2012 podium: 1. Jeremy Powers 2. Ryan Trebon 3. Jonathan Page
Defending champion Jeremy Powers has been the No. 1–ranked U.S. ’cross rider for the past three seasons. Last year he managed to cast off the bad luck that had plagued him at nationals to win solo ahead of Ryan Trebon (Cannondale-Cyclocrossworld.com) and Jonathan Page (ENGVT). This season he’s either won or made the podium in every U.S. race he’s entered and repeated his overall victory in the Trek U.S. Gran Prix series. Save for a couple of disappointing results in recent World Cups in Europe, Powers has had a remarkable season, and on Saturday he showed off his good form in Chicago, taking a comfortable win in the snow against key rivals and former Cannondale teammates Jamey Driscoll and Tim Johnson.
Unlike last year, when Powers was under tremendous pressure to win after a decade of nationals disappointment, he told VeloNews last week that things are different this time around.
“I feel great going into the nationals again, and frozen conditions suit me well,” he said. “Now that I’ve finally been the national champion I know the feeling and the opportunity that’s there. The motivation is high to try and repeat.”
He’ll be keeping a close eye on Page, a three-time elite national champion, who heads to the Midwest after a string of season-best top-10 performances in Belgium.
“I’m happy that my form is coming around and that I am finally healthy,” Page told VeloNews. “I can’t wait to race nationals — I’d love to be in the champ’s jersey.”
For Page, the sloppier and more technical the course, the better he tends to perform. After finishing third at nationals last year, he’ll be disappointed with anything less a victory on Sunday. If he wins, he’ll start next month’s world championships in Kentucky wearing the stars-and-strips jersey, a fitting honor for arguably the most successful male ’cross rider to come out of North America.
As for last year’s runner-up, Trebon, the former national champion has had a number of podium appearances this season and a month ago won a round of the USGP in his hometown of Bend, Oregon. He’s been keeping a low profile since, training in California. Trebon recently had a setback in his preparation after coming down with stomach flu, but he told VeloNews on Monday that he still expects to be 100 percent on Sunday.
“If I’m not that good this week at nationals then I’ll be even better for worlds,” he said.
Like Page, Trebon’s a mudder and thrives in the worst conditions.
“Last year the it dried out and wasn’t super heavy or muddy, and that plays to Jeremy’s strengths a little more than it does mine,” he said. “But if it rains or snows, I’ll have a better chance.”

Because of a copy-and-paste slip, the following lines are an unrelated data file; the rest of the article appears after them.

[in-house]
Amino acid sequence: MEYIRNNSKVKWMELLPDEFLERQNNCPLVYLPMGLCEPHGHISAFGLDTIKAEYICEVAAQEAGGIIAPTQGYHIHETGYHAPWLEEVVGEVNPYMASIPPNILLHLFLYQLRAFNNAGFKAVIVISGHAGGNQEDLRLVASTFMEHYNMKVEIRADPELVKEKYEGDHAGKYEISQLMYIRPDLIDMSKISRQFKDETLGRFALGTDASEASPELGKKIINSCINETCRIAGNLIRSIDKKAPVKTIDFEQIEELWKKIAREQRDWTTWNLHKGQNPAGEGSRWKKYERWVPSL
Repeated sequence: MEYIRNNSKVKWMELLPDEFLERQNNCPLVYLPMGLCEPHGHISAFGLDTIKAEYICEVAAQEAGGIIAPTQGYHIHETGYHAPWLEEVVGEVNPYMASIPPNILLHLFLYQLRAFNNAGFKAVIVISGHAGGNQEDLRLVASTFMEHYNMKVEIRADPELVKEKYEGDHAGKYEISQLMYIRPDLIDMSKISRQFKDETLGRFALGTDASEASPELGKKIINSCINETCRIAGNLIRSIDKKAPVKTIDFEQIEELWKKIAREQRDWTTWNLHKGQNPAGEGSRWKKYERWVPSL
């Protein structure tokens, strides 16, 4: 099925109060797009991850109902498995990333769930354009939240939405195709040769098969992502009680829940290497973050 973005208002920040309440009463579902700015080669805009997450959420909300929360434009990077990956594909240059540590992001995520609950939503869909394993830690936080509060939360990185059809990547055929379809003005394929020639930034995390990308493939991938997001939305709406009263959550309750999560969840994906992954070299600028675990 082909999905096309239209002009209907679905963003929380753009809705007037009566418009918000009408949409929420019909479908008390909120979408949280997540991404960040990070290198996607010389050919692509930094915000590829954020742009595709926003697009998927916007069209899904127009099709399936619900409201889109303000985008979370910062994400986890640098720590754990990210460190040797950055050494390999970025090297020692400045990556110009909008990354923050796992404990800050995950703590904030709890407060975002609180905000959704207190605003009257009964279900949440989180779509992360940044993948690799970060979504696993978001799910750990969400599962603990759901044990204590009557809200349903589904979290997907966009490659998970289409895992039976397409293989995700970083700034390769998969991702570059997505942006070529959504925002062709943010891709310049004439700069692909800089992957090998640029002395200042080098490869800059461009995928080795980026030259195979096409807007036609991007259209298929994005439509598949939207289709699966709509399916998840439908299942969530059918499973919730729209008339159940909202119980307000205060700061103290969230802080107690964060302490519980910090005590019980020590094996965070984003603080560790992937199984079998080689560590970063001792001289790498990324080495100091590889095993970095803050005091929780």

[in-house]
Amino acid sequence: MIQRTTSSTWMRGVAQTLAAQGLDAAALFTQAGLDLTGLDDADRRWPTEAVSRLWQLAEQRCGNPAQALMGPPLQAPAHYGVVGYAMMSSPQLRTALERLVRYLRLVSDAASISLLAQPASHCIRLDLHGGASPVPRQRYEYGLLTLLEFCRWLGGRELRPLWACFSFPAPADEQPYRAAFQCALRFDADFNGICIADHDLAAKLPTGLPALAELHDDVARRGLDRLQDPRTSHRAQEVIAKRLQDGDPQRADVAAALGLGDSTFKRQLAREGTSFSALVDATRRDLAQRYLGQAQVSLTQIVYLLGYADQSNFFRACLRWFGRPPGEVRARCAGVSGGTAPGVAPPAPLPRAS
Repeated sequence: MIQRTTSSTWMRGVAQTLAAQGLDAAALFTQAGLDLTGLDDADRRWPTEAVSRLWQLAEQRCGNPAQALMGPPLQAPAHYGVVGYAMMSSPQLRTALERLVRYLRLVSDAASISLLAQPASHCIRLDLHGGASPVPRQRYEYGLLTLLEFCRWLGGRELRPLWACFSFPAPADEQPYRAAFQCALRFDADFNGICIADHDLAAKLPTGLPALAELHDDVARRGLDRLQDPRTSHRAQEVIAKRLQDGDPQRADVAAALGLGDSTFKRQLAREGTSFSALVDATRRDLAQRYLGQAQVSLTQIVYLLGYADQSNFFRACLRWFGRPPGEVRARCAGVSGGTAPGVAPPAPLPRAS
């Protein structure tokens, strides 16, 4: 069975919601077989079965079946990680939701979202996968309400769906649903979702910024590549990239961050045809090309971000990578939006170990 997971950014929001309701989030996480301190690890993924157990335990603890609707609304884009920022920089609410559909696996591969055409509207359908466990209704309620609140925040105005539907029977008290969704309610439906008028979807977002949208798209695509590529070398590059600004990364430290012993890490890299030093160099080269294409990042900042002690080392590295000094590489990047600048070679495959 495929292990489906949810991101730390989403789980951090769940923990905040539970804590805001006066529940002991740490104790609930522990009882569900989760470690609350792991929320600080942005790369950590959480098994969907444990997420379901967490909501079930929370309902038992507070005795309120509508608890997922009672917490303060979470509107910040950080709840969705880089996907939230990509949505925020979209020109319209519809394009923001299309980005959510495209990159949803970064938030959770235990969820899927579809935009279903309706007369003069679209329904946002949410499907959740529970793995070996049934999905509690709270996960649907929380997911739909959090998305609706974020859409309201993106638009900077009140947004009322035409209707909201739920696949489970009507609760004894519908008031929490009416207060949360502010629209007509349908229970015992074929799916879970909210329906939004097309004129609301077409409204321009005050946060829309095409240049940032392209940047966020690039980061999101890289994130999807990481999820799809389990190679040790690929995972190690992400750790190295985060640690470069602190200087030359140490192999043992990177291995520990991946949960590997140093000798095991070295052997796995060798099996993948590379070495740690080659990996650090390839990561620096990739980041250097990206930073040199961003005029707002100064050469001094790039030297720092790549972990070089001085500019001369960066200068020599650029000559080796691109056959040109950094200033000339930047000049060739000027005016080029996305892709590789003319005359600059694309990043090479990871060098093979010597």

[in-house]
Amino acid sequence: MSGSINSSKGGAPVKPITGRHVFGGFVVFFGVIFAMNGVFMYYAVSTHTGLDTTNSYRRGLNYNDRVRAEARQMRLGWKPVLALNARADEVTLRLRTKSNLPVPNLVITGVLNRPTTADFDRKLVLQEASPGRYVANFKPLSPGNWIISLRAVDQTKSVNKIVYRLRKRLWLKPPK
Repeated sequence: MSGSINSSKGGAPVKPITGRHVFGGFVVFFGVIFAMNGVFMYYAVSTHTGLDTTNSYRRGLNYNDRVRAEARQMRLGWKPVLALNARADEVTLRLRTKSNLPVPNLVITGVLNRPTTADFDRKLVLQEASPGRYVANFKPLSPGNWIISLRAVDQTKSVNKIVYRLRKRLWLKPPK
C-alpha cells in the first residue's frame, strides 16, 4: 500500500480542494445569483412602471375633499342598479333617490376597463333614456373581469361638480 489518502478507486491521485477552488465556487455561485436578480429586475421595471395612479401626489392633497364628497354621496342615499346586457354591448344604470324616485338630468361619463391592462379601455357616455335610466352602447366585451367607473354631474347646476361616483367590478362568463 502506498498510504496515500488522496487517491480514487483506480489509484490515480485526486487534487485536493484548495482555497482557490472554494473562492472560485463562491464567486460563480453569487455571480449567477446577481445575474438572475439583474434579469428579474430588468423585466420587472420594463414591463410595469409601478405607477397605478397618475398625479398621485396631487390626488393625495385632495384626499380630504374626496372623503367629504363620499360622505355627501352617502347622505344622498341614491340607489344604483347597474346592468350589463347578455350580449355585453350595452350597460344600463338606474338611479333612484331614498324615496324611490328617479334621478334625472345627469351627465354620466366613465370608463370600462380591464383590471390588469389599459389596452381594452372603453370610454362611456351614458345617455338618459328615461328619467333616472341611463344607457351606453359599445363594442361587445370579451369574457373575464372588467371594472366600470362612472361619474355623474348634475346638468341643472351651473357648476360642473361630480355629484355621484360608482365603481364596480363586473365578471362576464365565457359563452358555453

As for the course, Tim Johnson told VeloNews that it should be more selective than in 2012.
“We had unusually warm conditions last year and the mud didn’t affect the results as much as it could have,” he said. “I’m guessing that we’ll be dealing with some snow and colder temps, which should make for a dynamic race. Combine that with the elevation change on-course and it could be really tough.”
Johnson himself is a threat, of course, and his results have been solid for most of the season. A win in December ahead of Trebon in Bend on day two has set him up for an end-of-season run at nationals and worlds.
Who does Johnson see as his chief rivals?
“Page is the rider with the most momentum,” he said. “He’s been putting together some solid results against the hardest fields and on courses that make our typical high-speed dry course seem like a bunny slope. Transitioning that speed into a result at nats isn’t a given, though. Trebon will be riding well, and with his power he should inflict the most pain.”
One revelation of last year’s nationals was 21-year-old Zach McDonald (Rapha), who won the U23 championship on Saturday and finished fourth in the elite race on Sunday. This time he’s skipping the U23 tilt to focus on the elite contest (UCI rules now prohibit riders from starting both races). Since last year he’s shown that his fourth place was no fluke and that he can ride at the top of the sport. McDonald won the second day of the Providence festival in October and a podium finish on Sunday would serve to solidify his place among the new order of U.S. ’cross.
Another young rider to watch is Danny Summerhill (UnitedHealthcare), who comes into nationals from his road team’s training camp in Arizona. At just 23 years old, Summerhill has either shown himself capable of beating any American rider this season — or found himself on the sidelines with a heavy crash or mechanical. Summerhill’s place in the six-man U.S. worlds team likely relies on a race win on Sunday; look for him to ride like it.
Rounding out the favorites is Driscoll, who on his day can win any race in the U.S. He won a cold battle on Sunday at New Year’s Rosolution, beating Johnson and Page, and all season long it’s as if he’s been waiting in the wings to strike big. Sunday could see him take his first elite title, especially if he and his two teammates, Johnson and Trebon, can work together.
With so many of the best riders coming into nationals with good form, expect a true battle on Sunday, with Driscoll, Powers, Page, Johnson, Trebon, Summerhill and McDonald making up the front group and putting on a show well worth watching.